When you are trade minister and the economy is in trouble, the last thing you need is to get SLAMMED!!!
Thursday, February 12, 2009
ANALYSIS: Exit Strategy Needed As Govt Role Expands
TOKYO (Nikkei)–The Japanese government is becoming more active in combating the ongoing downturn, and while such efforts might be necessary, an exit strategy must be formed so that the economy is eventually able to thrive without life support.
The government is under immense pressure to take action amid the crisis. In early January, the Ministry of Economy, Trade and Industry (METI) hastily created a program to inject public funds into nonfinancial firms. Late last year, METI was flooded with complaints — not only from small and midsize companies, but also from big ones — about the difficulty of securing loans from banks and fundraising through the issuance of corporate paper and bonds.
The trend toward greater state involvement seems clear in Japan, with ruling-coalition lawmakers and business leaders now calling on the government to save jobs.
“Speed is essential,” said METI Minister Toshihiro Nikai. “Unless we do something now, we will be slammed (by criticism).”
Private-sector activity is essential to healthy markets. Without an exit strategy, the Japanese government and the BOJ will find it difficult to withdraw to their proper supporting roles, and the Japanese economy will be worse for it in the long run.
Given that the current crisis is arguably the worst since the Great Depression, the government and BOJ likely have little choice but to take action.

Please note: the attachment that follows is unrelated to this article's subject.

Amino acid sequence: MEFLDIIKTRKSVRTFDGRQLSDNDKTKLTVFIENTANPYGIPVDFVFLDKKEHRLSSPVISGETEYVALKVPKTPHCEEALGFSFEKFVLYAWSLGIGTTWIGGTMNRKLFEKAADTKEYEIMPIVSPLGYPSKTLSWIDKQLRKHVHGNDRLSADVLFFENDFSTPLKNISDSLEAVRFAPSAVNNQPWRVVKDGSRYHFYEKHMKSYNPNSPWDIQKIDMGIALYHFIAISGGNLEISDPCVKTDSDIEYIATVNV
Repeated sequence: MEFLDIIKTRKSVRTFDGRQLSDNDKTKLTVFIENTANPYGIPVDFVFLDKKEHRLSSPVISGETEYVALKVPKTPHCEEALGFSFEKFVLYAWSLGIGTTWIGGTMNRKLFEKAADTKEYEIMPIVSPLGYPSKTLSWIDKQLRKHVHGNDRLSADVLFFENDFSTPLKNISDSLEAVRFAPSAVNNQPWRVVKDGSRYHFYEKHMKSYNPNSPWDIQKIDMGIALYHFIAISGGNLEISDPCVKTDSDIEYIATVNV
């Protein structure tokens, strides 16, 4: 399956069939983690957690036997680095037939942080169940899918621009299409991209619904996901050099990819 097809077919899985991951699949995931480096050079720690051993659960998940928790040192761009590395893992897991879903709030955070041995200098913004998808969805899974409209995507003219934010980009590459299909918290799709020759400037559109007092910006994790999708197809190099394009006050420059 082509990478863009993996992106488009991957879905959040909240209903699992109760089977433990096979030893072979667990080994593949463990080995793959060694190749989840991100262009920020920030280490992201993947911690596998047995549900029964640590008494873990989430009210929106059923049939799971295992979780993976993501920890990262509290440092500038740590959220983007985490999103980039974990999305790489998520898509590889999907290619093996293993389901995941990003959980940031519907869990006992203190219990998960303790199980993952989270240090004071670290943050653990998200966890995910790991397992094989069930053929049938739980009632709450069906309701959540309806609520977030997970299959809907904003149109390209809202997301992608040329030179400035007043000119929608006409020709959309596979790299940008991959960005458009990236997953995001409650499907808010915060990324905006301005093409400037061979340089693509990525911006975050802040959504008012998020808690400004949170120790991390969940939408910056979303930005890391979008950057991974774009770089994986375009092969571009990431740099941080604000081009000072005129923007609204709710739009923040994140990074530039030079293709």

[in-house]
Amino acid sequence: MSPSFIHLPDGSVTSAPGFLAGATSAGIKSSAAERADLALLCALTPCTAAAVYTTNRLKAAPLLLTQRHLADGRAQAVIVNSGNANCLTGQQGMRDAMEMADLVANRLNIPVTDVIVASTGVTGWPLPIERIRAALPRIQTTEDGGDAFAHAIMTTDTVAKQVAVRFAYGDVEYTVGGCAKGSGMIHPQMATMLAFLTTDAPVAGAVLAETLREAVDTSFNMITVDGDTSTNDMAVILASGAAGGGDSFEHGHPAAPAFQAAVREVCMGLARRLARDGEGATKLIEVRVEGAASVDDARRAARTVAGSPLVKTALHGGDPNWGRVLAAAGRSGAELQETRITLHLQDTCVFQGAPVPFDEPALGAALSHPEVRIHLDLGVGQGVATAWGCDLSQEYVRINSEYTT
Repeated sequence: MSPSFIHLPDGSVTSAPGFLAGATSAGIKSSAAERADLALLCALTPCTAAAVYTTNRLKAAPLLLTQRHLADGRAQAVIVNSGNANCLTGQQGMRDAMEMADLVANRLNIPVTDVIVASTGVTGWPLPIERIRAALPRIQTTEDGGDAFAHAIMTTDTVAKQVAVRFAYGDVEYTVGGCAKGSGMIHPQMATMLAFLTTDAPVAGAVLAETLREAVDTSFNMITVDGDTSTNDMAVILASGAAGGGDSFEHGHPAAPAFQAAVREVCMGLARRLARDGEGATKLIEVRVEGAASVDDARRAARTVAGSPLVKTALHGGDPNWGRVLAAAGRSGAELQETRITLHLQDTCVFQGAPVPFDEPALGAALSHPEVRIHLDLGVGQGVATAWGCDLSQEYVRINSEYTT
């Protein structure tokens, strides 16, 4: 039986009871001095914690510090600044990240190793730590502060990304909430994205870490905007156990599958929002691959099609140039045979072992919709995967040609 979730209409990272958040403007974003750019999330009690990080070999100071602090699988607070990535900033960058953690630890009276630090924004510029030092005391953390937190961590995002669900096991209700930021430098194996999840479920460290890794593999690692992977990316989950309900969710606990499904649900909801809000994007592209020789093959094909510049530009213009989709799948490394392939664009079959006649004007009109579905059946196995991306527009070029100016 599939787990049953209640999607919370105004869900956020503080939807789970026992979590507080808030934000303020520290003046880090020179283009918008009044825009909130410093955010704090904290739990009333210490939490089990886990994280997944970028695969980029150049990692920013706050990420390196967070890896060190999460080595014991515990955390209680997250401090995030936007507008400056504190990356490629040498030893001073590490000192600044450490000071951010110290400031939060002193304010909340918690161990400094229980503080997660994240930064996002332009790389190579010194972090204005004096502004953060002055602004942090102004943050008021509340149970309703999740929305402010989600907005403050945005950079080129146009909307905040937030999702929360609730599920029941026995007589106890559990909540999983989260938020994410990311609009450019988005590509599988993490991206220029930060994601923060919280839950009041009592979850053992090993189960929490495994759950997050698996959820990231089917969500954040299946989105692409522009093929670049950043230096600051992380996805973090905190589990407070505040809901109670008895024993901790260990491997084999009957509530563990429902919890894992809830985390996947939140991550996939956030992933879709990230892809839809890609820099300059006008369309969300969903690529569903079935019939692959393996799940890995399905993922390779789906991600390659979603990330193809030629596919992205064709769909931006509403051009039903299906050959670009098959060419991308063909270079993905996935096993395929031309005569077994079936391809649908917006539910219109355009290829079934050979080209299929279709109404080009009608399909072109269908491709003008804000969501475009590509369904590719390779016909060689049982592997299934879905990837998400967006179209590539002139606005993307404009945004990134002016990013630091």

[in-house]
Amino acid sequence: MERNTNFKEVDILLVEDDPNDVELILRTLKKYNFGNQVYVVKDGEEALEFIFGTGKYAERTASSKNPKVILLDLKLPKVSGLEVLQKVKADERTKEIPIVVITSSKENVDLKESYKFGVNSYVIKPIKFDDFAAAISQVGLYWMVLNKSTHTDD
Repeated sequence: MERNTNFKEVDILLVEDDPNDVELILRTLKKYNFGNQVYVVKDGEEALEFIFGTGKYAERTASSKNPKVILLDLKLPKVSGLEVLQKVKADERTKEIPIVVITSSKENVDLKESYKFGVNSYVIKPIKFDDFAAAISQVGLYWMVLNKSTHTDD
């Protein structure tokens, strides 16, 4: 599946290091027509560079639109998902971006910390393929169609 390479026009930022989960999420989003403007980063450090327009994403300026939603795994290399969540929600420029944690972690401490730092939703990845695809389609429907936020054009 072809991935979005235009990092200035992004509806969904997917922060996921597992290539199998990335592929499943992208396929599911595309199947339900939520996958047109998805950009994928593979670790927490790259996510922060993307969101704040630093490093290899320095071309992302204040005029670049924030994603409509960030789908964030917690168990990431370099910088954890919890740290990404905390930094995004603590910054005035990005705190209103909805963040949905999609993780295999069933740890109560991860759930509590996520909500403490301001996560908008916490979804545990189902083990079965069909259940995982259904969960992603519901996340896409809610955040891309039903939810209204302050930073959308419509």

I realize this is a semi-serious argument against how offering protection to industry over short-term concerns could crowd out the private sector and possibly lead to a deleterious trade war. But Nikai has it wrong — come September at the latest, the LDP is going to get totally SLAMMED no matter what.
And weren’t “the Japanese government and the BOJ” already fulfilling a fairly intrusive role in the Japanese “markets”? Sure, many of the lost decade/Koizumi-era programs had been put to rest, but not that long ago. Japan remains full of so-called “zombie” companies kept afloat by previous bank bailouts and the like, but these new measures outlined in this article would presumably create a new breed of these – companies that would be insolvent without direct government support (or indirect through government-mandated loans). So while I share the Nikkei’s concern that the government of Japan will soon essentially become the “main bank” of a sizable number of companies, I just want to mention that rather than going from a state of being merely in a “supporting role” to an active role, these measures appear to push the GOJ from an already pretty active role to a very active role.